Author: Gordon Thomasson, SUNY - Broome CC Date: Fri, 20 Sep 1996 18:34:01 -0500
I recently picked up copies of volumes I and II of the Anchor Atlas of World History. While these are not "up to date" much of what is there is still very good. Some of the maps, of course, are still current. My question (is anybody from Anchor listening?) is whether these maps have ever been available on the market as full color transparencies, or if there is any possibility they might be so issued or even as a multi-media accessible CD-ROM? I'm not about to give up my _Discovering World History through Maps and Views_ 2nd ed., by Gerald Danzer, but there is so much in the Anchor I would like to add. Yes, I know I could scan in individual maps to a multi-media format but ... A parallel question: color xerography has come a long way. Does any process available make transparencies (for overheads)? Thanks.
Author: Kevin Carroll, Arizona State Univ. Date: Sat, 21 Sep 1996 14:15:15 -0500
Re making transparencies: Most copy shops can do this from a copy. They can also make a copy from a transparencies. My students and I have it done frequently. As for the original question about getting maps, check with textbook publishers. Almost all of them now offer transparencies of all the maps in their survey texts. Hope this helps.
Another solution to the map problem is to make your own. There are some excellent software programs, espcially those put out by Cartesia Software (Lambertville, NJ) fro which you can create specialized maps to distribute or to make overheads. One set that they put out includes major and secondary cities, all waterways, etc., but in a way that is highly manipulatible, if you have the software (changing boundaries, etc.) Idon't know of any software program with historical maps, but there may be some.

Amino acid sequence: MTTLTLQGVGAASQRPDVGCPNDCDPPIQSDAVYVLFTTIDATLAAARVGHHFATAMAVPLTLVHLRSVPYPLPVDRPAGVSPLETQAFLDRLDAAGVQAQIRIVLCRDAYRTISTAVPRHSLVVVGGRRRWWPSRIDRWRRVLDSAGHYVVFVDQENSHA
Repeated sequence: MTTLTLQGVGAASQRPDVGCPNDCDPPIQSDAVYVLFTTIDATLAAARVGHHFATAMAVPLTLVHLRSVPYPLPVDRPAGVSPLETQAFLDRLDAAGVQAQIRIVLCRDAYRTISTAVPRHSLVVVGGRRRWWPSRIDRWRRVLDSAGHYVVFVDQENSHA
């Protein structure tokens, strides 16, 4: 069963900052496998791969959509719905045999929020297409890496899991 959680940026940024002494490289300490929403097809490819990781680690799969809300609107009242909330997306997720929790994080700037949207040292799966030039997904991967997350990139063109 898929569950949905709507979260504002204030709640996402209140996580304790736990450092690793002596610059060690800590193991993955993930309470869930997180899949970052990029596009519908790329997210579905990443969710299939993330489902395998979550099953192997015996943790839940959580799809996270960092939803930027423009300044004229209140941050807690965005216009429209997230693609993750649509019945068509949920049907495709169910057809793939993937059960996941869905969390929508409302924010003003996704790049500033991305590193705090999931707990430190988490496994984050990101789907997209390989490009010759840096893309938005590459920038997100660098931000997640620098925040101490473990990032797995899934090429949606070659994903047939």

Color trasparencies can be made by copy shops. Some universities, if not all can do it. The major chains also can.
Author: Sara Tucker, Washburn University Date: Mon, 23 Sep 1996 08:33:34 -0500
Yes, one can indeed make ones own color transparencies. IF you have access to the right equipment and supplies, and a little time to learn how to do it, it isn't hard.
First, either find a digitalized map (fairly easy to do either on a cd-rom that you can print from, or on the internet) or scan a printed map into a computer. Fiddle with either imagechanging or print commands until you have the to-be-printed image set up the way you want it. Have a workable (color is obviously usually much preferable) printer connected to your terminal or pc. Get the kind of transparency film that is "roughed up" enough to hold printer ink on its surface. Insert transparency film into printer, print, let dry. Use, share with colleagues.
Author: David Roland Strong
Date: Mon, 23 Sep 1996 08:34:55 -0500
When I worked at IBM nearly a dozen years ago, all of us made transparencies on the copier all the time. Surely within the past 12 years, technology has grown enough to incorporate color also... Although if you're using them for overheads it may or may not be cheaper to color them your self (depending on the cost). At any rate, good luck. I'm voting "FOR" color transparencies, but no one has ever asked me for my opinion when it comes
Color transparencies cost about $3.00 at Kinkos and many similar copy shops. If you have a scanner ($400) and color printer ($200) you can make them yourself for 25 cents each
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